- More than half of pest control professionals noted that they receive the most bed bug complaints during the summer, as increased travel during this time of the year may help spread bed bugs from vacation destinations to homes or even college lodgings to homes as students go on summer break.
- The top three places where pest professionals report finding bed bugs are single-family homes (91 percent), apartments/condominiums (89 percent), and hotels/motels (68 percent). Past bed bug statistics have shown these environments to consistently be the top three where bed bugs have been encountered.
- Bed bugs are also found seemingly everywhere else and in higher numbers, such as nursing homes (59 percent), schools and daycare centers (47 percent), offices (46 percent), college dorms (45 percent), hospitals (36 percent) and public transportation (19 percent).
- Bites are the most commonly reported sign of an infestation (92 percent) and more than half of people reach out for treatment after discovering bites and welts on their bodies.Although some people immediately develop a skin reaction to bites, others may take two to three days before showing obvious symptoms or any symptoms at all, meaning that people could be unaware of a bed bug problem until a full-blown infestation has taken root.
- Typically found in couches and bed frames, bed bugs can also be found in some of the most unexpected places, including stuffed animals, wheelchairs, airplanes, school buses, purses and even inside bedside lamps.
Previous Bed Bugs in America Survey
The following bed bug statistics and facts are compiled from the NPMA’s 2011 Bed Bugs in America Survey:
- One out of five Americans has had a bed bug infestation in their home or knows someone who has encountered bed bugs at home or in a hotel
- Americans who have encountered bed bugs tend to be younger, live in urban areas and rent their homes. The incidence of bed bugs is three times higher in urban areas than in rural areas due to factors such as larger population size, apartment living and increased mobility, which are conducive to the rapid spread and breeding of bed bugs.
- Bed bugs are found in all 50 states. Specifically, the pests were encountered by 17 percent of respondents in the Northeast; 20 percent in the Midwest; 20 percent in the South; and 19 percent in the West.
- Most Americans are concerned about bed bugs and believe that infestations in the United States are increasing. Nearly 80 percent are most concerned about encountering bed bugs at hotels; 52 percent on public transportation; 49 percent in movie theaters; 44 percent in retail stores; 40 percent in medical facilities; 36 percent in their own homes; and 32 percent equally pointed to places of employment and friends’ homes. The fear of getting bitten topped the list of concerns.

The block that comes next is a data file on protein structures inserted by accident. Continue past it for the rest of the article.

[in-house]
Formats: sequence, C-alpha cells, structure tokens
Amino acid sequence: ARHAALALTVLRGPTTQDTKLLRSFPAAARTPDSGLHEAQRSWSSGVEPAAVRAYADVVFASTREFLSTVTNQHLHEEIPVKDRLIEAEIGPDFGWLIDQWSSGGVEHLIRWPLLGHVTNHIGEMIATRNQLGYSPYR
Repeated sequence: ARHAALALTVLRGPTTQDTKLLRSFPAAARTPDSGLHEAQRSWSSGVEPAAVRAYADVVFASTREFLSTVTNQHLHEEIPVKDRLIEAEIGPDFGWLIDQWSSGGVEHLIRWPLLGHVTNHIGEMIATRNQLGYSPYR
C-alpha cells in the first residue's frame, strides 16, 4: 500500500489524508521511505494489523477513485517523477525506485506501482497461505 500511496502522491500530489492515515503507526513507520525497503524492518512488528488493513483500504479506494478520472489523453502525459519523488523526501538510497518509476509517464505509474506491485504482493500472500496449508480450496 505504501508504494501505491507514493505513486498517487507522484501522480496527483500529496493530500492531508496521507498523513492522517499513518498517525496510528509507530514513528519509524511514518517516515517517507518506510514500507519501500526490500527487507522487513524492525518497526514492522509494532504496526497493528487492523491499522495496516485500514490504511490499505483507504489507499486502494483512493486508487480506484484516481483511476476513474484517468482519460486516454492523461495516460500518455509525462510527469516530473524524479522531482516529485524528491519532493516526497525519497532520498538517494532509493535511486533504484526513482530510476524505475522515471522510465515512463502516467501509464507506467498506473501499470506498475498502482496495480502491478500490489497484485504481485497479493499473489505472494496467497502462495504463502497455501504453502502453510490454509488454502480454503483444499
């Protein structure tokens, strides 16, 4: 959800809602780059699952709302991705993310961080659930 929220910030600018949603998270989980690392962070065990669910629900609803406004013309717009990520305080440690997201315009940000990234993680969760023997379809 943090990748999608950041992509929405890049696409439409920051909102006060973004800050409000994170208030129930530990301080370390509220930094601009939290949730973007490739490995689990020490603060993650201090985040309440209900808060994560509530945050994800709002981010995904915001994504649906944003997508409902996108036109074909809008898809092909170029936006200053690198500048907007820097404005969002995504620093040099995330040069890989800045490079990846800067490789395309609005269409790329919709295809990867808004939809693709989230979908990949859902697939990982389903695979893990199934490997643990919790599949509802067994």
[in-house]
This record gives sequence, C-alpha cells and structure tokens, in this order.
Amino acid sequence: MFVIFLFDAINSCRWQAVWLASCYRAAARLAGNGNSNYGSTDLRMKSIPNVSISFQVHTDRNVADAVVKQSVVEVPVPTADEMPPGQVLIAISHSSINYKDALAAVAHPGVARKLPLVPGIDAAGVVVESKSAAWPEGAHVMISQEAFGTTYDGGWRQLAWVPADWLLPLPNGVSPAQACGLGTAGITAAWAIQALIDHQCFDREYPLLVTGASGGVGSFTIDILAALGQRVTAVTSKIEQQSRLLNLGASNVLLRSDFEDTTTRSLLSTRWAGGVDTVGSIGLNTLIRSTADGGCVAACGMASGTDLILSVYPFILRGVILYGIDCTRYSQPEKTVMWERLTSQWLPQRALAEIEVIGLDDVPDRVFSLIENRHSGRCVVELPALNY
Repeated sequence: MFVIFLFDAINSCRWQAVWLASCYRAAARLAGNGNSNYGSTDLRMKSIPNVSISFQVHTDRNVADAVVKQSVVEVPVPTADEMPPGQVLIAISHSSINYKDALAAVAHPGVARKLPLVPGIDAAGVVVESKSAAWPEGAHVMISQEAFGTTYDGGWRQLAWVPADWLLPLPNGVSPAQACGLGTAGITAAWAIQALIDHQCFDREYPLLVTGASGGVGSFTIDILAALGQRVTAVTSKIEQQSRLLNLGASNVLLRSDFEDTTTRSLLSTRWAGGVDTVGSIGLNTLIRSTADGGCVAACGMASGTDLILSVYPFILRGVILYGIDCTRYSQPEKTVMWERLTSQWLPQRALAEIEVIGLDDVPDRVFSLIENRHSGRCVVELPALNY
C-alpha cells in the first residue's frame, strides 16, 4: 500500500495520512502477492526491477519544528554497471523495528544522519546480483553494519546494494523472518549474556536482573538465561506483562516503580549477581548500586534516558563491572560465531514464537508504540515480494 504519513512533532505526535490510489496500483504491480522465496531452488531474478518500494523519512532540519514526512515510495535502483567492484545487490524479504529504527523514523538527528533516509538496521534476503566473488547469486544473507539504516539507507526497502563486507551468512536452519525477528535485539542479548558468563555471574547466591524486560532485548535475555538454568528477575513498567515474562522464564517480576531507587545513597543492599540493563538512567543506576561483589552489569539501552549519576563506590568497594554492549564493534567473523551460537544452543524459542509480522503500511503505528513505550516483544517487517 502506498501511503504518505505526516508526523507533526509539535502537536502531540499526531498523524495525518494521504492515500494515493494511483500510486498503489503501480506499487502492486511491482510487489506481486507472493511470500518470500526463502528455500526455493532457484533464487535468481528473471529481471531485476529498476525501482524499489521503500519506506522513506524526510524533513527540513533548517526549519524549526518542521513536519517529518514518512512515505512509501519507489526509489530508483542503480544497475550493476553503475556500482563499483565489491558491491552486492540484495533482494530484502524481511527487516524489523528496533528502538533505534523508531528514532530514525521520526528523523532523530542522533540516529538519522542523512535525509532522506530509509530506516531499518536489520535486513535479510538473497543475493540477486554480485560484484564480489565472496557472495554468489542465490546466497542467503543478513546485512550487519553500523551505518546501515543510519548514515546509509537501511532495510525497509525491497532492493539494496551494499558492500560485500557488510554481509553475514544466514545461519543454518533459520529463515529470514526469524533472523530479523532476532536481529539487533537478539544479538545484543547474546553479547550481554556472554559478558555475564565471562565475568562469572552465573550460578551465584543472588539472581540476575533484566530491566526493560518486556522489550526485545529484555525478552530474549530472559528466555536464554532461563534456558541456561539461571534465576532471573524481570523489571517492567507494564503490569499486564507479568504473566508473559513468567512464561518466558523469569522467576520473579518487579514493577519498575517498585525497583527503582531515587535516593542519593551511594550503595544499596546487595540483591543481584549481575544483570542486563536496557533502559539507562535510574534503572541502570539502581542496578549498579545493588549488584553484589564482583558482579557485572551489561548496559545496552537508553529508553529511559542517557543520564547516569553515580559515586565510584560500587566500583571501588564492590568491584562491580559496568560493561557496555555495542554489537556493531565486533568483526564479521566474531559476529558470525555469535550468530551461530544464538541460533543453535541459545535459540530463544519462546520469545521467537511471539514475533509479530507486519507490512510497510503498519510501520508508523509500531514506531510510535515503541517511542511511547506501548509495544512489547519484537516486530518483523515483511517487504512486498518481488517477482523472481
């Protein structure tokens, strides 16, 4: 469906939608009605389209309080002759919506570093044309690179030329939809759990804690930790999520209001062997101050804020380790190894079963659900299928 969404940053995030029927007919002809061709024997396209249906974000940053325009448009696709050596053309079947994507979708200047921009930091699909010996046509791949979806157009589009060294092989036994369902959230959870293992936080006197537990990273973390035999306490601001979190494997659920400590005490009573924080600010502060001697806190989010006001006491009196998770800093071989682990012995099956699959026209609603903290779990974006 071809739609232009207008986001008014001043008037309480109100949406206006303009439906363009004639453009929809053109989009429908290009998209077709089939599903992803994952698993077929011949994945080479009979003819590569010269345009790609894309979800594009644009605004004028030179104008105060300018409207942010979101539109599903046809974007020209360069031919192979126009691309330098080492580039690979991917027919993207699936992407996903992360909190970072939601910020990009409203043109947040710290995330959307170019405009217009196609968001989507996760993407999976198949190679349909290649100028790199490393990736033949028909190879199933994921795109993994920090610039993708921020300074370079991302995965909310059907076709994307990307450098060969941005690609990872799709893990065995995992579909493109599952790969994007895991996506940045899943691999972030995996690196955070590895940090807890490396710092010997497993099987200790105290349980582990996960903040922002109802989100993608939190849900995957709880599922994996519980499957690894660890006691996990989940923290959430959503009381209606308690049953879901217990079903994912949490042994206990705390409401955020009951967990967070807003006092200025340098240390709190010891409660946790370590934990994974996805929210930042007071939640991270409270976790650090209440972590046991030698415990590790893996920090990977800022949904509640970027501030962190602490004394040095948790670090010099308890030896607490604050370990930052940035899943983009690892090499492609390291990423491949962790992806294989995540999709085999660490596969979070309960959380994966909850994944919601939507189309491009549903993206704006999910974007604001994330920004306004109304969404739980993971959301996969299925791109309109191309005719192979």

- As the public’s awareness of the bed bug resurgence grows, many Americans are modifying their behaviors to minimize their risk of an infestation: 27 percent have inspected or washed clothing upon returning from a trip; 25 percent have checked a hotel room for bed bugs; 17 percent have inspected or vacuumed a suitcase upon returning from a trip and 12 percent have altered or canceled travel plans because of concern about bed bugs.
- Sixteen percent of survey respondents inspected second-hand furniture they have brought into their homes; 15 percent have checked dressing rooms when trying on clothing and 29 percent have washed new clothing immediately upon bringing it home from a store.
- Of the 13 percent of respondents who said they knew someone who had a bed bug infestation in their home, 40 percent said they avoided entering the infested home and 33 percent discouraged those who had the infestation from entering their own home.
- Despite the availability of information, most Americans still have misconceptions about bed bugs. Nearly half of respondents incorrectly believe that bed bugs transmit disease. However, research conducted to date has shown that bed bugs do not transmit disease to their human victims, although some people may experience itchy, red welts; 29 percent inaccurately believe bed bugs are more common among lower income households, and 37 percent believe bed bugs are attracted to dirty homes. Bed bugs do not discriminate in regard to household income and are found in both sanitary and unsanitary conditions.
How Long Does It Take For A Bed Bug Infestation To Develop?
ByChris Williamson February 6, 2012.
I was recently sent to a job to inspect for Bed Bugs. Previous tenants had been treated for bed bugs and have moved out. Management wanted to know two things: How long has the unit been infested, and were there any live beg bugs. Inspection for bed bugs can be difficult as most units are full of furniture and belongings, this unit was vacant and empty. With full access to all areas of the unit the extent of the infestation was more clearly defined.